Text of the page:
Could Doncaster’s wetlands help the town have net zero emissions?
Columnist Kirsty-Jo Muddiman explores the link between carbon emissions and Doncaster’s environment in the wake of the council’s announcement to have net zero carbon emissions.
When she spoke at the Global Climate Strike on Friday, Mayor Ros Jones spoke of how Doncaster Council is committed to having net-zero carbon emissions.This pledge was well received and is a critical step towards tackling climate change.
Net zero carbon emissions aren’t the same as saying we will not produce any carbon dioxide, it’s saying that overall, the carbon emissions we produce will be offset somehow.The basic principle is that for every molecule of carbon dioxide we emit, we will ensure we have the capacity to capture a molecule back from the atmosphere.If you’re not emitting much carbon dioxide and you have lots of ways to capture carbon dioxide from the environment, you could end up having a net negative carbon emission.
Calculating how much carbon dioxide even one person “emits” in a year is quite tricky.Car, public transport, food and food transport, all the plastic produced, heating and lighting, clothes and shoes.
Breathing alone produces around a kilogram of carbon dioxide a day which we exhale to the air.One tree absorbs 22 kg of carbon dioxide per year.We need 17 trees each, just to offset our breathing so just how can we manage to get to net-zero emissions as a town?Figures show that Doncaster carbon emissions have already fallen from 9.4 to 3.5 tonnes per capita between 2005 and 2017.All categories fell in this time except for one, other transport, which may be the airport.The national average in 2017 was 5.3 tonnes per capita with the city of London racking up 118.5 tonnes per capita in 2016 (2017 figures not available).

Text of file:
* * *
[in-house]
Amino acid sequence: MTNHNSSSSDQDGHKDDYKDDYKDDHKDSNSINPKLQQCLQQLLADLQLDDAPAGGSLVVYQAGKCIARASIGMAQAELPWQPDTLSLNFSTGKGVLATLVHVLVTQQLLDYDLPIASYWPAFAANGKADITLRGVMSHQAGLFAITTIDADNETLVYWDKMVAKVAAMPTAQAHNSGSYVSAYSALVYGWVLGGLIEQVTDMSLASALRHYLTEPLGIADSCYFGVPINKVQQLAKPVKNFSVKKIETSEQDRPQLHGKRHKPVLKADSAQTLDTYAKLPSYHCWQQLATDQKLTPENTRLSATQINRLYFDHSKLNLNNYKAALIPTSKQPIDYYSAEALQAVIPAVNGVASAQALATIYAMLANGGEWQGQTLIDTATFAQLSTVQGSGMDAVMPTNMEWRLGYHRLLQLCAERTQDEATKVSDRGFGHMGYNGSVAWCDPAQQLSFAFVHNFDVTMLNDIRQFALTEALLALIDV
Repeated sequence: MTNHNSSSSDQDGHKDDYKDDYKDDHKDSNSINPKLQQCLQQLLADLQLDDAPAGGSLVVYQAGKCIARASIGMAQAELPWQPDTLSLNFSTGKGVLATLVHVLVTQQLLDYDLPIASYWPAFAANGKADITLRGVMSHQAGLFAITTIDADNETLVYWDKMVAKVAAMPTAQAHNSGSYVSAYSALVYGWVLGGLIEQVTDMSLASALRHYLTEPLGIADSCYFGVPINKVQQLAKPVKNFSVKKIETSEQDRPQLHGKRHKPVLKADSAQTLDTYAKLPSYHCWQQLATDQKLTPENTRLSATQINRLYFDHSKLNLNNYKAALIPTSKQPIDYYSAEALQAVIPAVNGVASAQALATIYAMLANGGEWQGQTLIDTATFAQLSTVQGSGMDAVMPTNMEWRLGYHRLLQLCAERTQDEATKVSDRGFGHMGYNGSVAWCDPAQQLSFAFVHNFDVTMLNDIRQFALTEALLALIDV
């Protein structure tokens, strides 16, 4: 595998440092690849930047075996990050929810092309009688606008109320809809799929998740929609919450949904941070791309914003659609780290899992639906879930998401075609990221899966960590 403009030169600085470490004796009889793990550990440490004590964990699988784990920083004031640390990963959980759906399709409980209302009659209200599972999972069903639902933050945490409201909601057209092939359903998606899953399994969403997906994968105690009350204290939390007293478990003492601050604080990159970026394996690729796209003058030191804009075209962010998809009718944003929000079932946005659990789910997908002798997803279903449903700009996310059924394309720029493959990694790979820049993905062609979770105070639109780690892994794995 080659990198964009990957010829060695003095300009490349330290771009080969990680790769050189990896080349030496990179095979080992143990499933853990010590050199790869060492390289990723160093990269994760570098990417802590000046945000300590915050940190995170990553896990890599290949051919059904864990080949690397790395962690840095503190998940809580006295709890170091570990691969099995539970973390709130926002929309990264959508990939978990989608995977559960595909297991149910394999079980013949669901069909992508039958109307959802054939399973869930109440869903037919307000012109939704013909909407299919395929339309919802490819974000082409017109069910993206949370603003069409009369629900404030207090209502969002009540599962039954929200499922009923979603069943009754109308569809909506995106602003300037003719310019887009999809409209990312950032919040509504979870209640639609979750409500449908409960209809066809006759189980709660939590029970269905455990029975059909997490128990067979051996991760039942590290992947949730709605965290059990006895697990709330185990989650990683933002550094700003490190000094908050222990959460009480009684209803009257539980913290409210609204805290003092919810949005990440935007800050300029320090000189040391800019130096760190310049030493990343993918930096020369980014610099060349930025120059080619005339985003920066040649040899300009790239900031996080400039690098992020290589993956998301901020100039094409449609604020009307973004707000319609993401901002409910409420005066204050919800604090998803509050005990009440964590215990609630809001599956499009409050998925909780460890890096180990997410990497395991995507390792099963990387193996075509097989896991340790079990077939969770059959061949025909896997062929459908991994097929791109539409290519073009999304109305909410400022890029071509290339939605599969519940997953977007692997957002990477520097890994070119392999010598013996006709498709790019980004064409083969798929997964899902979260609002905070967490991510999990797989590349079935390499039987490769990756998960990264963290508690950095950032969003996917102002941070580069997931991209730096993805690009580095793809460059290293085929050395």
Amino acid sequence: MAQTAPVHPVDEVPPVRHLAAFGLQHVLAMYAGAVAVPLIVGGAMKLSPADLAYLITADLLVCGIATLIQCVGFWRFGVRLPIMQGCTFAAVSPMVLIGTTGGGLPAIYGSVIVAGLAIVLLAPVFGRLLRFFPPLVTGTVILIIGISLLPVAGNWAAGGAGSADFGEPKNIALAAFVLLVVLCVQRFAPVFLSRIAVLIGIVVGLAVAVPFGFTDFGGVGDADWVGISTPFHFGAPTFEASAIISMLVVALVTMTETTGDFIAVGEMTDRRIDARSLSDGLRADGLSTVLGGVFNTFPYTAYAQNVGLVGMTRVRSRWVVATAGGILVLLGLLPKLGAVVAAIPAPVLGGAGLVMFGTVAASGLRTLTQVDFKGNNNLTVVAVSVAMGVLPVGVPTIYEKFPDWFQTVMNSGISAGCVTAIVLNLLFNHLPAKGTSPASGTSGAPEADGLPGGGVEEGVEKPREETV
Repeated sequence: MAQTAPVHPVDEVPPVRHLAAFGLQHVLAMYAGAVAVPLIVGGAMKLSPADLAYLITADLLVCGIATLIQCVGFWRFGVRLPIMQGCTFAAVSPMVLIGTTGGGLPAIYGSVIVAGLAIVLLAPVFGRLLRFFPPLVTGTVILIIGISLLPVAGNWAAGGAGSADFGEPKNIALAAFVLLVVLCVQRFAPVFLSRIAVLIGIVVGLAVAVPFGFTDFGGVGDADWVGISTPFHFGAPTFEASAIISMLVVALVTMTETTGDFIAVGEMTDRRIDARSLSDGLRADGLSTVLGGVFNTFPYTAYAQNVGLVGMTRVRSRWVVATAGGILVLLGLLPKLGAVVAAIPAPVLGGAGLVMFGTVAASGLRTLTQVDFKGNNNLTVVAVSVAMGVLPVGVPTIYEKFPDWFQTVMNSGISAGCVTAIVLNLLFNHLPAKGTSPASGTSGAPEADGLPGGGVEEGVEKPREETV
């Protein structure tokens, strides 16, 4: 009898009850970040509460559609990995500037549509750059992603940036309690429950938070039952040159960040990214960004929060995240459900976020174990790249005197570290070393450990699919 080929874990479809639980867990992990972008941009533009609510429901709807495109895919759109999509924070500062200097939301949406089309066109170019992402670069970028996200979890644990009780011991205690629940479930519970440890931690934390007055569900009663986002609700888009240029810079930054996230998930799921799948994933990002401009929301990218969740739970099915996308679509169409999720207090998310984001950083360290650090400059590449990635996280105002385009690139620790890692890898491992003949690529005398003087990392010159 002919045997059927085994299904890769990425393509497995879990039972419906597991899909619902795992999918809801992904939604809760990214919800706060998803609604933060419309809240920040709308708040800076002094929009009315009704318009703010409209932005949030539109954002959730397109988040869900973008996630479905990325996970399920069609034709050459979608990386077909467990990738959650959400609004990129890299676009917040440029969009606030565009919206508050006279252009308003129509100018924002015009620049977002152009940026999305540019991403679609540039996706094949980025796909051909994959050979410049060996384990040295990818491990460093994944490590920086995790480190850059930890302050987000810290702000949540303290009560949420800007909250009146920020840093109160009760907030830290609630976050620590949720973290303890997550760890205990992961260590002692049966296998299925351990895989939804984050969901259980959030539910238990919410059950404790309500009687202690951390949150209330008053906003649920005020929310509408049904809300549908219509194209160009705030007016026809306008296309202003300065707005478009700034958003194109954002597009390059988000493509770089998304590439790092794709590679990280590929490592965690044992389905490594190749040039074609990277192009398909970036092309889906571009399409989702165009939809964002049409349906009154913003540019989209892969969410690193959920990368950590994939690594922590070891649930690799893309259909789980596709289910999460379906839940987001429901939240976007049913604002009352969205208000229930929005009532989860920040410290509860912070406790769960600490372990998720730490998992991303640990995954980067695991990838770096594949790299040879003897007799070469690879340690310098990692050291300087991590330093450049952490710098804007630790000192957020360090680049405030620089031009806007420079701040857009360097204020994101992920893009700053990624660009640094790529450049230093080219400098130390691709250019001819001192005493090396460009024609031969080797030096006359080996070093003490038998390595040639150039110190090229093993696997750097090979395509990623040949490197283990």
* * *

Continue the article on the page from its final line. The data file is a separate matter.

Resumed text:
Of all the global vegetation, wetlands, northern forests and grasslands are thought to store the most carbon and estimates are that UK grassland stores one million metric tonnes of carbon to a depth of one meter.
These stores of carbon have been found to be higher in grasslands which weren’t intensely managed, in habitats with more diversity in plants.Wetlands in cooler climates, like ours, are also responsible for huge stores of carbon, keeping the greenhouse gas out of the atmosphere.Storing the carbon in the soil and sediment means it is “safer” than trees which can be victim to fires all too easily.
If you look at an aerial map of Doncaster it’s clear that we’re quite wet.There are wetlands and grasslands surrounding the town on all sides.
Thorpe Marsh and Potteric Carr are great places of nature and biodiversity and they store tonnes of carbon dioxide.We’re lucky our environment is well suited to this type of carbon store.If we want to keep the carbon in the ground, or more so, want to capture more carbon from the atmosphere into the ground then we need to protect the unmanaged, or minimally managed, grasslands and wetlands around our town and where possible, we need to create or reclaim more.
In protecting grassland and wetland, we can ensure that carbon is not released into the environment through the destruction of biodiverse habitats.Creating new, or developing existing grasslands and wetlands has the potential to offset tonnes of carbon dioxide which we, as a town, are releasing into the atmosphere.A solution to offsetting carbon emissions which suits our land perfectly has got to be more appealing than mechanical carbon capture and if we get it right, and achieve net-zero or better, we can even sell our surplus carbon offset to the highest bidder.